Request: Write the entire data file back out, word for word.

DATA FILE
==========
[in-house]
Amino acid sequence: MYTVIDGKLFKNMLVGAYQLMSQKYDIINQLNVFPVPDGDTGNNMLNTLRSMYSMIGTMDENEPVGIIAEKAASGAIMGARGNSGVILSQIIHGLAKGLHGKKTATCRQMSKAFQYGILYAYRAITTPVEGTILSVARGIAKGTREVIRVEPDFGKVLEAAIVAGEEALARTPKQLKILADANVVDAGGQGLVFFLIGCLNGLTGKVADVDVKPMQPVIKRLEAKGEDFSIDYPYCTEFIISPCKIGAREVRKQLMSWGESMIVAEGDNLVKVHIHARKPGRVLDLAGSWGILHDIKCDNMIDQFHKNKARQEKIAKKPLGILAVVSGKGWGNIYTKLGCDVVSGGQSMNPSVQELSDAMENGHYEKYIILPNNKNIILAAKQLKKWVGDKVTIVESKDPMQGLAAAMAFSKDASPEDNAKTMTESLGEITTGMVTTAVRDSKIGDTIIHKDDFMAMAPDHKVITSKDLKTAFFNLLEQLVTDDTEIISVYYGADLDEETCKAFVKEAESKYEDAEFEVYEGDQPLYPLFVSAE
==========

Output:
[in-house]
Amino acid sequence: MYTVIDGKLFKNMLVGAYQLMSQKYDIINQLNVFPVPDGDTGNNMLNTLRSMYSMIGTMDENEPVGIIAEKAASGAIMGARGNSGVILSQIIHGLAKGLHGKKTATCRQMSKAFQYGILYAYRAITTPVEGTILSVARGIAKGTREVIRVEPDFGKVLEAAIVAGEEALARTPKQLKILADANVVDAGGQGLVFFLIGCLNGLTGKVADVDVKPMQPVIKRLEAKGEDFSIDYPYCTEFIISPCKIGAREVRKQLMSWGESMIVAEGDNLVKVHIHARKPGRVLDLAGSWGILHDIKCDNMIDQFHKNKARQEKIAKKPLGILAVVSGKGWGNIYTKLGCDVVSGGQSMNPSVQELSDAMENGHYEKYIILPNNKNIILAAKQLKKWVGDKVTIVESKDPMQGLAAAMAFSKDASPEDNAKTMTESLGEITTGMVTTAVRDSKIGDTIIHKDDFMAMAPDHKVITSKDLKTAFFNLLEQLVTDDTEIISVYYGADLDEETCKAFVKEAESKYEDAEFEVYEGDQPLYPLFVSAE